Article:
Vikash Tatayah is conservation director of the Mauritian Wildlife Foundation (MWF) which has driven the remarkable effort made over decades to save the endangered echo parakeet from extinction. Tatayah shared his team’s experiences with Times Evoke — and revealed the strongest motivation that keeps inspiring wildlife conservation:
My first contact with the echo parakeet was in 1996, when there were extremely few birds left. In the 1970s, there were just 12 to 20 such birds. When I began work as a young field conservationist, the situation was very grim. But we persevered — we began building aviaries in the forests, from which we would try, for the first time, to release echo parakeets into the wild. This was very challenging — we could have entirely failed.
But history went well — the birds were successfully reintroduced. Importantly, the parakeets were able to feed from hoppers or artificial boxes we put up with food pellets for them. We put up nest boxes too which was vital because the birds had been bred in captivity. When we released them into the wild, they saw the same nest boxes and hoppers they identified with. So, they managed to survive — then, they began mingling with wild birds, even bringing them back to eat with them at the food hoppers and getting them to use the nest boxes. It was a very successful effort — today, we have more than 800 echo parakeets.
Science has advanced greatly since and we now know a lot more about the diet, biology and needs of these birds. We can aspire further. We are now thinking of trying to reintroduce the echo parakeet to Reunion Island as well. There used to be a species of echo parakeet there which has gone completely extinct. With the aid of science, we hope to bring it back.
The situation is hard. On Reunion Island, all native parrots have gone extinct. On Mauritius, all native parrots, except the echo parakeet, have gone extinct. The echo parakeet faces major existential challenges. Habitat destruction is topmost — from an island close with vegetation, now we have less than five percent forests and only 1.3% of good quality native forests. The echo parakeet needs native forests for its food. It is also a tree nester which makes its home in the hollows of large, old, native trees. But, with habitat destruction, the quality of our forests is declining.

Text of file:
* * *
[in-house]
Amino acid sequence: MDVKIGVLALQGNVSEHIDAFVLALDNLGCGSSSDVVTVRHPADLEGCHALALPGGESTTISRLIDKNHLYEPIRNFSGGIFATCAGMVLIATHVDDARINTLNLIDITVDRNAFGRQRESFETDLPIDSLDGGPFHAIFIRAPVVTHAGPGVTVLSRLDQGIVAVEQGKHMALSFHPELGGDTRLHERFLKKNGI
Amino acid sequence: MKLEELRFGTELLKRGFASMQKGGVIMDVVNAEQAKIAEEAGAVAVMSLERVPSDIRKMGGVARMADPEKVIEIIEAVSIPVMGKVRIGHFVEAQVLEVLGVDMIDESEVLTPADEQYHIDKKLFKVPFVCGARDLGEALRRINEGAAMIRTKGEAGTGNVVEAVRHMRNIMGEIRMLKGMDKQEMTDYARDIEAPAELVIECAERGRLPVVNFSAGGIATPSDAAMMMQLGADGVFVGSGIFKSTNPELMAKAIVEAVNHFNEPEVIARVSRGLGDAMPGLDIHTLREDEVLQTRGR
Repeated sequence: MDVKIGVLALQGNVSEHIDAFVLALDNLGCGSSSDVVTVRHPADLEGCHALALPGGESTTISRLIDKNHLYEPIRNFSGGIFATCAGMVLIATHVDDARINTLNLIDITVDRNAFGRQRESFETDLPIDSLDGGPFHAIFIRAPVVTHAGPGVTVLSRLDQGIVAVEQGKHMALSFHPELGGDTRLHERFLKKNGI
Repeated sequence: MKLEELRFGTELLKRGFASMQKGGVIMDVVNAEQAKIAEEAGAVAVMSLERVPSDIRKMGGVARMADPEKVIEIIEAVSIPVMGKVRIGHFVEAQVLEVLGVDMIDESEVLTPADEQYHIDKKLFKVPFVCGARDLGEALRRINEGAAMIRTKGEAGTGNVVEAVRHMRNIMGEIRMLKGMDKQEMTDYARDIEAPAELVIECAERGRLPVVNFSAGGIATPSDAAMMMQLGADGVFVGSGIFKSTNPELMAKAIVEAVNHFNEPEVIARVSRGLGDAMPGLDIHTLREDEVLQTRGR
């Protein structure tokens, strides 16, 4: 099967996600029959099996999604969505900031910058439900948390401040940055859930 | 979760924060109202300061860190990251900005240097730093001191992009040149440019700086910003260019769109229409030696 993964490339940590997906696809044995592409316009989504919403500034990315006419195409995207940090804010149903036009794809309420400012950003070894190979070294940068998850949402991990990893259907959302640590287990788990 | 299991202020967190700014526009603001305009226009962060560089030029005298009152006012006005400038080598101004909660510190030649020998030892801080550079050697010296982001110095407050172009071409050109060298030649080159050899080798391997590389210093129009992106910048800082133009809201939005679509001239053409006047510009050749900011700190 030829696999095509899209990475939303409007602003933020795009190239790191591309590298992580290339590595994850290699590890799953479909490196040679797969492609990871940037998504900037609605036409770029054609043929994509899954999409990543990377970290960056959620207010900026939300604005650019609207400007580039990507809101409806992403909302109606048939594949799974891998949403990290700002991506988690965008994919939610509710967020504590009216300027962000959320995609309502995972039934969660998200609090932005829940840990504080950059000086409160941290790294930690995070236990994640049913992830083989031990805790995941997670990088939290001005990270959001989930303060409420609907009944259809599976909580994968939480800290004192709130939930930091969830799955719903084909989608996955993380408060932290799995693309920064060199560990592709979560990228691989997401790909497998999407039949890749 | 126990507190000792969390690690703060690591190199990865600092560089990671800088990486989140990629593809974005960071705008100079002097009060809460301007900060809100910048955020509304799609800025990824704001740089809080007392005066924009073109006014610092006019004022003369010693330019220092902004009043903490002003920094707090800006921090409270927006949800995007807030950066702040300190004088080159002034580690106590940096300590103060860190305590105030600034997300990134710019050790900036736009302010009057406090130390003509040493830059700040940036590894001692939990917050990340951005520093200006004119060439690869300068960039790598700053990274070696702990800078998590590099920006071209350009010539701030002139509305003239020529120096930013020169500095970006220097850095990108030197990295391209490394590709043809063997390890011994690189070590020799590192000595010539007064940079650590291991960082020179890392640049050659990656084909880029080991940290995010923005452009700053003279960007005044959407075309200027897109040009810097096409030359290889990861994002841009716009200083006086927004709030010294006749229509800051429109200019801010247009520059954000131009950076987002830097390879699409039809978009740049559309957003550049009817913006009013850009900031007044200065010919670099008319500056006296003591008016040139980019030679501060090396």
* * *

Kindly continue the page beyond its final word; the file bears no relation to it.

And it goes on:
Another serious challenge comes from predator species being introduced in Mauritius, such as long-tailed macaws, cats and Indian ring-neck parakeets. These are all competitors for resources. Also, a viral illness called the Psittacene beak and feather disease arrived recently through introduced parrots and caused severe mortality among echo parakeets — more than half our fledglings were dying of this disease. We asked ourselves, will we lose all our babies, all our birds? Thankfully, many survived but it was not easy.
Throughout our struggles, one thought keeps us going — we do not have the right to abandon wildlife. For conservationists, abandoning is just not an option. We’ve saved more species of birds here in Mauritius and Rodrigues than any other country in the world. Even when we had very few birds left, we did not give up. We are guided by the philosophy that we do not have the right to let a species go extinct.
We therefore undertake conservation with advocacy. Development, manifest in the loss of forests, is a challenge for wildlife species. We tackle this at policy level, talking to government and the private sector, suggesting initiatives like ecotourism, which could be far more profitable than clearing forests for ranching. We are constantly energised by deeply committed people who love wildlife — they simply don’t give up.
People who aren’t specialists can also help. They can spend time in the field with us, helping us monitor birds. Students and people with stamina can do this — having energy is important as often, we traverse mountains and valleys with 25-30 kilos of equipment on our backs. Another way is to be aware of the impact of invasive species on your local environment. In Mauritius, it’s becoming very fashionable to have macaws and exotic birds as pets. But these introductions can be dangerous for native birds as these can bring diseases. So, people can help by modifying their desires. People can also donate funds for conservation. But a major responsibility lies with people driving development projects. They must acknowledge the fall-out of clearing forests and building dams. If developers can be more open to sustainable development, that would make a huge difference. And this must show in real attempts to live upto these ideas, not just voice hollow words, which will silence the sounds of wildlife like the echo parakeet.